The “soap category” in the past was targeted at the mass market, i.e.

a soap for all, but, today, the category has been segmented creatively at different levels. All the major players have tried to create a niche market within the mass market to grow profitably. Bath soap is a Fast Moving Consumer Good, which forms a major part of the market. FMCG sector is the first segment to get affected, whenever macroeconomic factors change. Brand loyalty has become irrelevant where many homogenous products are flooded in the market. Informed customers are making rational purchasing decisions. Hence, marketing the product with a prominently designed USP has gained huge importance. If market reports are to be believed, after shampoos and oral care, fast-moving consumer goods (FMCG) companies are betting big on soaps. The soaps segment is expected to grow by 15 per cent in 2009-10 even as companies introduce more and more specialized products to create a differentiation in the market. Soap market in India has evolved over the years from a purely cleansing product to a product that now offers multiple benefits and functionality. Need to continuously differentiate and capture market in such highly price sensitive segment had made soap manufactures to move from a traditional mass market position to a more niche and specialized position. Current trend is introduction of soaps with various herbal and antibacterial actives that can offer personal protection and hygiene along with skin care properties like moisturizing, mildness, etc the demand for toilet soap is expected to grow at an annual rate of 4 per cent between2006-12 to 870,000 metric tones by 2011-12. Rapid urbanization is expected to propel the demand for cosmetics to 100,000 metric tones by 2011-12, with an annual growth rate of 10 per cent. Macro-Economic Envoirnment At the macro-level, over the long term, the efforts on the infrastructure front (roads, rails, power, and river linking) are likely to enhance the living standards across India. Till date, India's per capita consumption of most FMCG products is much below world averages. This is the latent potential that most FMCG companies are looking at. The companies are focusing on getting the consumer up the value chain. Going forward, much of the battle will be fought on sophisticated distribution strengths. Now let us take a broader look into the various macro-economic factors affecting the Indian Soap Industry.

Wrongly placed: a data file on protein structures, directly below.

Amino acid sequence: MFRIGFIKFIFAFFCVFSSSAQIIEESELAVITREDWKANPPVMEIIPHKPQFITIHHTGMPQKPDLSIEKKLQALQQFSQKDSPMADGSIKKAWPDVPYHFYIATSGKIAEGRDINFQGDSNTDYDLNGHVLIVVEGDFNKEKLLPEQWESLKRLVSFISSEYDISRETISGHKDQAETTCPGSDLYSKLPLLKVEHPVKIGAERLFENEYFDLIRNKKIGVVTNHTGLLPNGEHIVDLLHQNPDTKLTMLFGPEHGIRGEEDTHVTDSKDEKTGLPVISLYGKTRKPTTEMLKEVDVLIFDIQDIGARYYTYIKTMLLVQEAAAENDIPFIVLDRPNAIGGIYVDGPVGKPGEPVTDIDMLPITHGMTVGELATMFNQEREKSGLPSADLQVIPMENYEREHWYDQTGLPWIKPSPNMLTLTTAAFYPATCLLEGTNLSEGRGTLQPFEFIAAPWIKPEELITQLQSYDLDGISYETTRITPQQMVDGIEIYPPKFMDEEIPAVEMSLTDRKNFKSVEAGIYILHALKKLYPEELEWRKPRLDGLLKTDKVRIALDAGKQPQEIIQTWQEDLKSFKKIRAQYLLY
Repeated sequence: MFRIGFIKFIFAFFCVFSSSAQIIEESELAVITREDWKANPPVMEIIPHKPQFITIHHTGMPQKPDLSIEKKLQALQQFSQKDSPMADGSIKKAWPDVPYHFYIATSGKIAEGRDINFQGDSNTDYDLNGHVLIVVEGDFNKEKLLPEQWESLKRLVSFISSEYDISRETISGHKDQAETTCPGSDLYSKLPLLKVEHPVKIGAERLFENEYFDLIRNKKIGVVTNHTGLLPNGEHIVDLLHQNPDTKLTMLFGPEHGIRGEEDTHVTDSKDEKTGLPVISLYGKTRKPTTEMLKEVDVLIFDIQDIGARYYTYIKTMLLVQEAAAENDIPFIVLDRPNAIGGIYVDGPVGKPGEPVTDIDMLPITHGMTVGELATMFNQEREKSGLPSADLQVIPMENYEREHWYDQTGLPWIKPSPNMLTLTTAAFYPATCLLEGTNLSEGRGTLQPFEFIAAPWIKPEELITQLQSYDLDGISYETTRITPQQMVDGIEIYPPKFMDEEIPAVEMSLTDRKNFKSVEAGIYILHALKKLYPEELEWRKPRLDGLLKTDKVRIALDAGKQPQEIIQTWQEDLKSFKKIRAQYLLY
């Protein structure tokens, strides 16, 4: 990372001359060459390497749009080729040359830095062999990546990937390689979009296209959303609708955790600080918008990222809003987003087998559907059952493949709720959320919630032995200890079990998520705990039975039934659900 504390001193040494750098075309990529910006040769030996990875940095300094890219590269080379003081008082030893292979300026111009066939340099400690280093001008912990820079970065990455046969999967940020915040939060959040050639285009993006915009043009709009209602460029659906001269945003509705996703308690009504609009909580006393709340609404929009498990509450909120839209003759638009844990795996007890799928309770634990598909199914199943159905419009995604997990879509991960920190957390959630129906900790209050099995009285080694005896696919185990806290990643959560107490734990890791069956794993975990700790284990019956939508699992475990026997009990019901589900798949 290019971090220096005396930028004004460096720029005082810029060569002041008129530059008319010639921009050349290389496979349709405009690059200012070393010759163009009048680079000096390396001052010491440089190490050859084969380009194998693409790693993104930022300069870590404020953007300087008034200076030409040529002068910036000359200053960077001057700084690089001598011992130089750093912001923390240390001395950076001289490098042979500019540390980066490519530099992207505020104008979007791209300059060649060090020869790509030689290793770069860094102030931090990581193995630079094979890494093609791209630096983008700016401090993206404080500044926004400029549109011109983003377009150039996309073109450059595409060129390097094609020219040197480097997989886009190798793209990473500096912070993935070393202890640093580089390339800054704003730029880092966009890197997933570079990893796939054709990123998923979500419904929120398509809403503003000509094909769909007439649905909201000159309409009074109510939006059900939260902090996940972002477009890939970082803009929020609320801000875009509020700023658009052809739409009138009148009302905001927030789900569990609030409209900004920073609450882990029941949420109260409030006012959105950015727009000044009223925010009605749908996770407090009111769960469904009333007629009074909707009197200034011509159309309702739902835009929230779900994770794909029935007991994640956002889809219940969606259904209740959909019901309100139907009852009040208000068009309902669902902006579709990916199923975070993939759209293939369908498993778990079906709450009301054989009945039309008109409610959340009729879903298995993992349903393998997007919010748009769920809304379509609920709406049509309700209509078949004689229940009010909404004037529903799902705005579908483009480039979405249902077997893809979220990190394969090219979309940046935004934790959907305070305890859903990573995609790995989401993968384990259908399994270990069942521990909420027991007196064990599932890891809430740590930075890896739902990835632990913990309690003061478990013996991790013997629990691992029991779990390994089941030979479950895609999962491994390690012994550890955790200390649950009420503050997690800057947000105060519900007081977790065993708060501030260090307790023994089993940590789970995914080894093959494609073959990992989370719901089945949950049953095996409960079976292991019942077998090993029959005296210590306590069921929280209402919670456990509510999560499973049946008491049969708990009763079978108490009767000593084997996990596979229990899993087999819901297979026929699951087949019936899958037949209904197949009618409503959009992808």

We can use the following para in case of segmenting rural market

MARKET DEMAND Growth will come from increasing consumption and reach. The opportunities for increasing consumption in India are large because its per capita consumption is much lower than international levels. The scope to increase reach is huge. At least 50 per cent of India's population is not directly covered since market reach is restricted to urban areas and those villages connected by motor able roads. Here are some of the plausible strategies for HUL:  Focusing on the low-income group of consumers. (Rural India to be precise). This will help in the growth of current business(s), expansion into related businesses, and seeding options for future growth.  The steps may include: increasing consumption, expanding infrastructure to reach new geographies, and developing cost-effective business systems  Use of various information systems can be employed. This will maximize the business potential. Future Market Trends The Fast Moving Consumer Goods (FMCG) are likely to make a major dent in Rural and Semi-Urban Segments by 2012 with their demand growing @ of about 60% to carry forward its total market size to around Rs.1,23,363 crore from present level of Rs.70,000 crore with a projected (cumulative aggregate growth rate) CAGR of 12%. (Source: according to The Associated Chambers of Commerce and Industry of India) Today, the urban pockets which currently are the biggest market size for FMCG products like soaps, in next 4-5 years will switch over their consumption patterns for organic products to keep better their health, thus making erosion in their present consumption patterns for these products. In urban pockets, the current demand for FMCG products may stagnant by 2012 and force the FMCG manufacturers to shift their supplies with assured qualities towards rural and semi-urban folks. Soaps which currently have less than 30% penetration out of 100 people in rural and semi-urban areas will grow at least by 50% in next 5-7 years because of their demand on account of rising per capita income of rural and semi-urban folks. The per capita income of rural and semi-urban populace will increase as the economic activities will grow their due to government focus for their industrialization. As per current estimates, while the per capita income of semi-urban folk is around Rs.14-15,000 per annum, the per capita income of rural folk is measured at less than Rs.7000 per annum. As per reports, by 2012

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